Do you like discussions about human nature? How about culturally rich cities, wonderful food, and tropical beaches? This program allows you to explore Afro-Brazilian culture and history in Bahia, Brazil, all while exchanging in philosophical discussion about human nature. The program will use Bahia’s rich history and Afro-Brazilian culture as a lens through which to understand philosophical issues pertaining to human nature. You will visit culturally rich cities (like Salvador da Bahia), learn about the African influence on Brazilian culture, and take in the amazing beauty of tropical Brazil, all while earning credit towards your degree.
You must enroll in PHL 383 (Philosophy of Human Nature) to attend.
- Must enroll in PHL 383 (Philosophy of Human Nature)
- Minimum cumulative GPA of 2.5 at the time of departure
- Students under any active form of academic or disciplinary probation at the time of departure will not be permitted to participate in the program.
The estimated cost is $4,600-$5,700. This includes:
- Tuition for the three-credit course;
- Ground transportation between Iona and the airport;
- Ground transportation in Bahia;
- Hotel and bungalow-style lodging;
- Tour guides;
- Several group meals;
- All excursions and admissions;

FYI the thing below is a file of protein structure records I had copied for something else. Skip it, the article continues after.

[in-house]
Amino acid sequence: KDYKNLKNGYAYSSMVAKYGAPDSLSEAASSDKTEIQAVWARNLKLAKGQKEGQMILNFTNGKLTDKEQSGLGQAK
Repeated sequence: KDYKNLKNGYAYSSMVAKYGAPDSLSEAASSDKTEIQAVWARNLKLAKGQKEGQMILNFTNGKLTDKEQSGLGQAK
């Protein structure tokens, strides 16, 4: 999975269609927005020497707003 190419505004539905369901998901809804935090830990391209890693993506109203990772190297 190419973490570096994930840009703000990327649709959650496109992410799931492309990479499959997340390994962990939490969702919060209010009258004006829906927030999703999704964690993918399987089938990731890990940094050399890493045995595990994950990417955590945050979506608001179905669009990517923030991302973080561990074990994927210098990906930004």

- and more!
COURSE OVERVIEW: PHL 383 (Philosophy of Human Nature)
Do human beings have a nature which explains why we act and think the way we do, and which even makes us human? Questions about human nature have animated thinkers for thousands of years, but they come up perhaps more frequently during moments of difference—whether between individuals or between cultures. This class will involve an intensive look at questions about human nature, with a special focus on questions which have to do with cultural diversity and with race. The material from the course will be tailored to central themes from Brazil, including Brazilian concepts of race; debates about human nature that arose during European colonization of Brazil; and the nature and extent of cultural diversity in Brazil. Questions we will address include: Is evolution evidence for, or against, the existence of a human nature? What does it mean to say that genes determine the presence of a trait? Is the nature-nurture distinction a confused distinction or a helpful one? How much human diversity is there? What does it mean to say race isn’t real or that it’s just ‘social constructed’? Is race real? Is it socially constructed?